BT: I look at game fixing a lot and I do so by examining two different angles. One being games being fixed by the leagues themselves, basically for entertainment purposes, to develop story lines and to make things more interesting. It’s kind of like professional wrestling. I’m not saying that every game is fixed. I think it’s something the NFL nudges when it needs to through its officiating. I also look at game fixing from a gambling aspect where players and referees have been bribed and blackmailed into shaving points or outright fixing games. Believe it or not, there is a history of it, it's just that uncovering that history is a very difficult job. It is out there and it’s in the FBI files I’ve uncovered. It’s available if you really dig into it.
Q: So the question, “Are all sports fixed?” Your answer there is ‘No,’ but perhaps they could be if the league wanted them to be?
BT: It’s perfectly legal for the NFL to fix its own games, believe it or not. There’s no law that prevents it. That’s the scary part. The only law that comes close is the law that dates back to the Quiz Show scandal of the 1950’s, where the networks were fixing their game shows in exactly the same the NFL would be fixing its own games to make them more entertaining. There’s a movie called Quiz Show, directed by Robert Redford, that details exactly how this happens. They did it for years until they were finally busted by Congressional investigations. The law passed out of those investigations and it specifically only mentioned intellectual contests such as game shows. It did not go to sports. So that law doesn’t cover the NFL. The other law that exists is called the Sports Bribery Act of 1964 but that only covers bribing a player, referee or coach to alter the outcome of a game. If a league, like the NBA, told its referees how to do their jobs, in a way implying how to do their job to give one team an advantage over another team, that’s not fixing. That’s just an employer telling an employee how to do their job. It doesn’t fall under that law either. So really there is no law that prevents this from occurring. When you’re talking about a multi-billion dollar business, where obviously a lot of money is at stake, what prevents them from enacting such subterfuge against fans.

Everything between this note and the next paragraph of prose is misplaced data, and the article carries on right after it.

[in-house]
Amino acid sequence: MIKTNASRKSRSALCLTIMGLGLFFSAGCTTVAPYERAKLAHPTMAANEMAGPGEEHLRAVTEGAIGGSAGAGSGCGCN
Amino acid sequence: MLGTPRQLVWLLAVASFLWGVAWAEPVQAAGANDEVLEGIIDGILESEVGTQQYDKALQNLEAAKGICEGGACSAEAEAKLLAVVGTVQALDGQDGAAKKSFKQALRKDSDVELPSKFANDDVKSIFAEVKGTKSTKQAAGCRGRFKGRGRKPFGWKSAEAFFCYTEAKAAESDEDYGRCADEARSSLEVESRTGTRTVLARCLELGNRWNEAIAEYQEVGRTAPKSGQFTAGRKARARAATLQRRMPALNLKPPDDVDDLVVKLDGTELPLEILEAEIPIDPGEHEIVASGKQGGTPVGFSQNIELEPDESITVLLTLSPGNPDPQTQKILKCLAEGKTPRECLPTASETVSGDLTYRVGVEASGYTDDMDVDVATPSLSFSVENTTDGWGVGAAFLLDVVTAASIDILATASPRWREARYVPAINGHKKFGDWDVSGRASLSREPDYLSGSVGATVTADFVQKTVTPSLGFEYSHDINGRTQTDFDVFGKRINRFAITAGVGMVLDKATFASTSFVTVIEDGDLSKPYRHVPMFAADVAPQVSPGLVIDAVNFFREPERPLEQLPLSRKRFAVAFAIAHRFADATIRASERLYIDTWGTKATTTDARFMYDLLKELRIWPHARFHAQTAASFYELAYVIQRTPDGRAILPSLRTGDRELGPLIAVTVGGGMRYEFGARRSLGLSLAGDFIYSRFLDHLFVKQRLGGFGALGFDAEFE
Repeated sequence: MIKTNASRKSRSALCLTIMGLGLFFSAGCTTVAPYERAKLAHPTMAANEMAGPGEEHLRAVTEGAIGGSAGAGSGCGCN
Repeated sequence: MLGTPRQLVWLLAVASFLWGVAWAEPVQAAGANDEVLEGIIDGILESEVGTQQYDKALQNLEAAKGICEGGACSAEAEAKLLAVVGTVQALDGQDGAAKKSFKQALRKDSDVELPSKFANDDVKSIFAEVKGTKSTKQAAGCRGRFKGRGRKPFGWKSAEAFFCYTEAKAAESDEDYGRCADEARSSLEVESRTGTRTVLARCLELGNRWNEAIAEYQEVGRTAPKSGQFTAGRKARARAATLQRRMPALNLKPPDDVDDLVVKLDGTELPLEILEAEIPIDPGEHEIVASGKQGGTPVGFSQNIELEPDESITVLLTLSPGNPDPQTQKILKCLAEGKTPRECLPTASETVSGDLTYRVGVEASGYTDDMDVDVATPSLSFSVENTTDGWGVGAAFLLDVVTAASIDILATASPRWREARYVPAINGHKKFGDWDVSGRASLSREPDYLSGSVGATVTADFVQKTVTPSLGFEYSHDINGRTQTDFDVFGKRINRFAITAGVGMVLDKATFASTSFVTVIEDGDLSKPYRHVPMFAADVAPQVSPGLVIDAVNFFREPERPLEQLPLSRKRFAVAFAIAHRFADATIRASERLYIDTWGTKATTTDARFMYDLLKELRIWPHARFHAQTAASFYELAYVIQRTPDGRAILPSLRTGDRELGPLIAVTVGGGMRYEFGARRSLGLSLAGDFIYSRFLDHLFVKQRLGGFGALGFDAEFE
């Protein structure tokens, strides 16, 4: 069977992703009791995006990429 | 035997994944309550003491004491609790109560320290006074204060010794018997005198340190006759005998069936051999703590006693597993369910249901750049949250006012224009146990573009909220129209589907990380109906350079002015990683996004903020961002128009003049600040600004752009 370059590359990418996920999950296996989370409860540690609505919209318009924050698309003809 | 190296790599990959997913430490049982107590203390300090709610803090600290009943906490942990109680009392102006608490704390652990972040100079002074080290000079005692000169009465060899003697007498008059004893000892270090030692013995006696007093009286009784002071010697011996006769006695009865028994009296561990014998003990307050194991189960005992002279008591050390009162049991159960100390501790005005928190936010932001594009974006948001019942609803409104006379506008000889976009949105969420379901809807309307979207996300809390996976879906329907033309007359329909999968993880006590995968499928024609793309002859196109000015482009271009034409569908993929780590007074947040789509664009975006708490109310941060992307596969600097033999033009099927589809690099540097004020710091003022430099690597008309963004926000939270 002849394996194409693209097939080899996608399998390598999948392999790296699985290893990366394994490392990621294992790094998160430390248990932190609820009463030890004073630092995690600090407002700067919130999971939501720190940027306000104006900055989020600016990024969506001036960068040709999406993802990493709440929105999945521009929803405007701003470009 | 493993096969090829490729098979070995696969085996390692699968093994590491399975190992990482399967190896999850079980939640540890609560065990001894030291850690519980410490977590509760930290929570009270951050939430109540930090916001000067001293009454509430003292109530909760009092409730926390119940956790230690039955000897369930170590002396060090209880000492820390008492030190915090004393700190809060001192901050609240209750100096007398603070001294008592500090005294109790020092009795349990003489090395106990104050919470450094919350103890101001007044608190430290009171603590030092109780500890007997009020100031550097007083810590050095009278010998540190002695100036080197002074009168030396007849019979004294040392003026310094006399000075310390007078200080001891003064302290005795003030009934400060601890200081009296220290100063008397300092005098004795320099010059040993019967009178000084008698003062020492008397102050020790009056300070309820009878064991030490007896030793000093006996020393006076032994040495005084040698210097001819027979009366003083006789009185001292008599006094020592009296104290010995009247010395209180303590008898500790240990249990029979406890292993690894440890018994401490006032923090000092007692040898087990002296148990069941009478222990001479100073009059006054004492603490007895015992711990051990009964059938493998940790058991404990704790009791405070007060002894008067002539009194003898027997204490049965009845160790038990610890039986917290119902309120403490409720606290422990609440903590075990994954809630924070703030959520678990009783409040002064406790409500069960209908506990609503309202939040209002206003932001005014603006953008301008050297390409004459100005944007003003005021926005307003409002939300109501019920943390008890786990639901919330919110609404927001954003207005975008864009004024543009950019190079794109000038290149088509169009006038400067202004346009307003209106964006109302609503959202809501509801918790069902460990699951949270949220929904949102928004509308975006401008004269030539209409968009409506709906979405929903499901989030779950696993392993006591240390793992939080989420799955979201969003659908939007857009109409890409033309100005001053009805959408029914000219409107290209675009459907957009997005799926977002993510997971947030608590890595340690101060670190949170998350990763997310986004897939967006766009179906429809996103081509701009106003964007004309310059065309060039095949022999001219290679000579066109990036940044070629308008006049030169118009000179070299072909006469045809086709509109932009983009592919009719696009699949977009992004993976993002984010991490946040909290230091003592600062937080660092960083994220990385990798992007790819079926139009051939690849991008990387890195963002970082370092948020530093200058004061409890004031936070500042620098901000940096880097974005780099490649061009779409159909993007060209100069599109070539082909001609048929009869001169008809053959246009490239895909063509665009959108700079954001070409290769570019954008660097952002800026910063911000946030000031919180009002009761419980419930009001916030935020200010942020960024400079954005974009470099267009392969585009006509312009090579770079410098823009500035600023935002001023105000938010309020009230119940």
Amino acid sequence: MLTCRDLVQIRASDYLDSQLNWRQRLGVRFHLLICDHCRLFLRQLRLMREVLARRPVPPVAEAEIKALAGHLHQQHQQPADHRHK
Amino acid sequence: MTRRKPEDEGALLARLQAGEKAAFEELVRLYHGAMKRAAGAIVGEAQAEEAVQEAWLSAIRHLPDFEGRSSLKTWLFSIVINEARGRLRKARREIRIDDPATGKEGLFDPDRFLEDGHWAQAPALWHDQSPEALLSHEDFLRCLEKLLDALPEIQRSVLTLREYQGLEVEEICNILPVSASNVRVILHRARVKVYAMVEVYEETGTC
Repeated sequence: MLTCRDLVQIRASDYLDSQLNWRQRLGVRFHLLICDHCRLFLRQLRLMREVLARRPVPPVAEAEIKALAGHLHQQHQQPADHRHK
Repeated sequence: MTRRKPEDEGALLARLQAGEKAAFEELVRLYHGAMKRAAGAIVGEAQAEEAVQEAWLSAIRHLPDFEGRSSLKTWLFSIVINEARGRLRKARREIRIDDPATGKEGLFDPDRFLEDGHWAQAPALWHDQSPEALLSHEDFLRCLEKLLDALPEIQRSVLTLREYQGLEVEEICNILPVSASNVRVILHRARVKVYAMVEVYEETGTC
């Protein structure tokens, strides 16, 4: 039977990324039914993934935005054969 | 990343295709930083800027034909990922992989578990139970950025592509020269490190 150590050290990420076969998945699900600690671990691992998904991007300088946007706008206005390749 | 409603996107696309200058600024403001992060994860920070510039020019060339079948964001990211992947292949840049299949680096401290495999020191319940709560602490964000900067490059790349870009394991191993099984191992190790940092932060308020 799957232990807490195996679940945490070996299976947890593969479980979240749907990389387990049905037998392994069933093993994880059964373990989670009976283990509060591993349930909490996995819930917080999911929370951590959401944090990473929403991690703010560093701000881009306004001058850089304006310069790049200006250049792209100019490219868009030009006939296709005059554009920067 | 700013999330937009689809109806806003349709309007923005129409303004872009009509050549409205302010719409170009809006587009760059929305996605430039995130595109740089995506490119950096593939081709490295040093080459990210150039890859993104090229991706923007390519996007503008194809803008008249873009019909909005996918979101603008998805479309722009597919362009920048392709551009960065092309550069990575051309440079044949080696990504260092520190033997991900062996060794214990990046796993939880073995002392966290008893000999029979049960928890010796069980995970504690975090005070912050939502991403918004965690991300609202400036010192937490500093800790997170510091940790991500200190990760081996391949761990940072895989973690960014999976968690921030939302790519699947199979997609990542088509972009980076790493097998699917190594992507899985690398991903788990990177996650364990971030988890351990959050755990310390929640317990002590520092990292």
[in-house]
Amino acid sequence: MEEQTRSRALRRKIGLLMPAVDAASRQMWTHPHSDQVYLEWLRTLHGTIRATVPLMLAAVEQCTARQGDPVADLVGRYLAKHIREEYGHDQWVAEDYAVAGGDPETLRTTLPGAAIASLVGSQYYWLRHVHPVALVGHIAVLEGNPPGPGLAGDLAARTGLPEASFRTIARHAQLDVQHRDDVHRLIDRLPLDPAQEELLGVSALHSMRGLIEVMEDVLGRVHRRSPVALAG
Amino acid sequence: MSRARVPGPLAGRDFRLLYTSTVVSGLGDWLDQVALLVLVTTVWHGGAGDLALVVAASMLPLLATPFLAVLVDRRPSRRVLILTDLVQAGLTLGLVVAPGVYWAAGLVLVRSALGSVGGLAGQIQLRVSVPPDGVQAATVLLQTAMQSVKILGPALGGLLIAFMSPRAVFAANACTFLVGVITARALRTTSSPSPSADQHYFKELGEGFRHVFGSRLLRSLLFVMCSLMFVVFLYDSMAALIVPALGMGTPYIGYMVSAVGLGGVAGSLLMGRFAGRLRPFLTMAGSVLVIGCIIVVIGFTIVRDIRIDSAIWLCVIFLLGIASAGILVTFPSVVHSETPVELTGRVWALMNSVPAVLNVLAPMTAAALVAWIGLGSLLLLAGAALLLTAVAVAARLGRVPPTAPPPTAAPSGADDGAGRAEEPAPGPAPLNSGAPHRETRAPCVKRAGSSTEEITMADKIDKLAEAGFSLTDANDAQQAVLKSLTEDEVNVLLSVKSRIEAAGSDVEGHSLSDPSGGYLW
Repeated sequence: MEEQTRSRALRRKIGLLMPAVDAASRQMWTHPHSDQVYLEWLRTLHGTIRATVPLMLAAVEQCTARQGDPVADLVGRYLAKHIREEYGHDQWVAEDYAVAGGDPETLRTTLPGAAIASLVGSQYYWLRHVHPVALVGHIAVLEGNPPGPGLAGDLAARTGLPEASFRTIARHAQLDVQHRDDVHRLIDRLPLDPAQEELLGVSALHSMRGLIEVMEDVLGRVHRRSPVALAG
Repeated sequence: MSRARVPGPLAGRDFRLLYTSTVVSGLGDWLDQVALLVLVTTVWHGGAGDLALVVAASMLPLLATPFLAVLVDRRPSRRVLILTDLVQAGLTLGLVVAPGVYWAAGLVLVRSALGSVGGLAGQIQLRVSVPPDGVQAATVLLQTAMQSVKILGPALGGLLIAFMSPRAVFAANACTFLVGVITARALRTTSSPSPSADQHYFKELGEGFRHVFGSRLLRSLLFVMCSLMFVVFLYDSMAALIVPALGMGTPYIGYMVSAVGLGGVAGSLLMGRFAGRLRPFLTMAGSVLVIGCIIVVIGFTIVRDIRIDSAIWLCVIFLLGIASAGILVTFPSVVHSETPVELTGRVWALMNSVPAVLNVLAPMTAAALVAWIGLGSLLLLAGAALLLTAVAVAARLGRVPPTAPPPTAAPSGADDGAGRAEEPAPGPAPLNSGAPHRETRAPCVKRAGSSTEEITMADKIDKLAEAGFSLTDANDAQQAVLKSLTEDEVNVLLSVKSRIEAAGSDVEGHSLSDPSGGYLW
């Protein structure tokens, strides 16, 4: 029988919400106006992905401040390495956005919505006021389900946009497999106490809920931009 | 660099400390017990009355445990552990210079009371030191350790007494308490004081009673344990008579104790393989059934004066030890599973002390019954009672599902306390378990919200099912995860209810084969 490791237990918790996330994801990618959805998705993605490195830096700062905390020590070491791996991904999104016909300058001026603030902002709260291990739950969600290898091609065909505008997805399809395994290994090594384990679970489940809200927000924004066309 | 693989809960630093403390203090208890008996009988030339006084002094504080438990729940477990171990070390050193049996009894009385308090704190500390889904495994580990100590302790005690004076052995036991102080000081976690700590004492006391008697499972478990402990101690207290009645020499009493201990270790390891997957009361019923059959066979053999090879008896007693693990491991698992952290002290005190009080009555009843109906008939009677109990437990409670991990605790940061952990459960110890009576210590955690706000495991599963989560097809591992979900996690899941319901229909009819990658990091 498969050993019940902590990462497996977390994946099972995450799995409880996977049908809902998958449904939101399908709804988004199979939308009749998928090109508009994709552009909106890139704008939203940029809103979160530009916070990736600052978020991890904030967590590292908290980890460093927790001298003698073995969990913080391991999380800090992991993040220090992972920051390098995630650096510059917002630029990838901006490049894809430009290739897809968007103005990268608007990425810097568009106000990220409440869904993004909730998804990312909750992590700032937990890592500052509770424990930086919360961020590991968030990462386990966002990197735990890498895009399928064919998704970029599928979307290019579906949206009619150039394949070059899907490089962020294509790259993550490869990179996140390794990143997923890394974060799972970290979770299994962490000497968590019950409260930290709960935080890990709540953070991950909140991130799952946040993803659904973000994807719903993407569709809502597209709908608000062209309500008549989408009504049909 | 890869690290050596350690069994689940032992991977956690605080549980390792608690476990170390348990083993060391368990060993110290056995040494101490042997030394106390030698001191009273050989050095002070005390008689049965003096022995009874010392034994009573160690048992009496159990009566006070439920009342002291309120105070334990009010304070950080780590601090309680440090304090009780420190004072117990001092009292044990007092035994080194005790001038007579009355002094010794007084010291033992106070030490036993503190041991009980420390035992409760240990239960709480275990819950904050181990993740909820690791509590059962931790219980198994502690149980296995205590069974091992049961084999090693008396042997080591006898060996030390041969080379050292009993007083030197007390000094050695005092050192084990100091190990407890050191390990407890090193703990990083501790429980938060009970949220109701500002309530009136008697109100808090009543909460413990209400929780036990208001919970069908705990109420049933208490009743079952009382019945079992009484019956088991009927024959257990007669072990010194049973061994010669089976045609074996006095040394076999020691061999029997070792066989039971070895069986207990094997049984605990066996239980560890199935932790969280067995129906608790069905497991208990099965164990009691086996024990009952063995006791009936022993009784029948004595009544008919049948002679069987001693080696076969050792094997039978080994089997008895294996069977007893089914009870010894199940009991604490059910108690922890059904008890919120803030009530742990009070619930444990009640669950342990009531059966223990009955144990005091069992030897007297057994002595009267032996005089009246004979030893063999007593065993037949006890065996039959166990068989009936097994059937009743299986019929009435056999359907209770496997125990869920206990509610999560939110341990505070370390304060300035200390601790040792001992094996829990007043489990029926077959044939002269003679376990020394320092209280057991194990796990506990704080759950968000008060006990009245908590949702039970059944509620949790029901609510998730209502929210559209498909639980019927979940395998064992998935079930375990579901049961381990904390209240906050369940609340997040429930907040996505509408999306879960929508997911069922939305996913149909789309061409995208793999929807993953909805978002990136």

Q: It’s such big business. The TV contracts, the NFL ratings and, on the organized crime side, mobsters can get to players fix games in their direction?
BT: First of all, the NFL says it’s never happened. They say they’ve never had a game fixed in their history, which most people laugh at but that’s their stance, because no one has ever been convicted of that crime. Yet, if you look around the world, at soccer, tennis, rugby and cricket, there is game fixing going on right now in every single sport in countries right around the world. In the United States, we seem to think it’s impossible and it never happens because nobody ever gets convicted of it. The fact is, it doesn’t matter if some of these athletes are making millions of dollars, or even hundreds of millions of dollars, because so many of those guys who have made that kind of money, guys like Allan Iverson or Antoine Walker in the NBA or Warren Sapp in the NFL, they've gone bankrupt as soon as they leave the game. So even though they make a lot of money, as Patrick Ewing famously said, they also spend a lot of money, or end up getting bilked out of a lot of money. Sometimes, even veterans players, despite the fact they look like their like they're millionaires, may actually be struggling to get by and may be open to doing something like throwing a game or shaving points. If everything shakes out right, you can get to these athletes, even college athletes especially, you can get to professional athletes and corrupt them. It’s more of a crime of opportunity than one where someone sits back and says, ‘Well, I’m going to fix this weekend’s Bears Packers game because I feel like I can do it.’ It’s more like they need that 'in' in order to get into a player and get him, or a referee, to affect the outcome of the game.
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NFL Game Fixing & Corruption in Professional Sports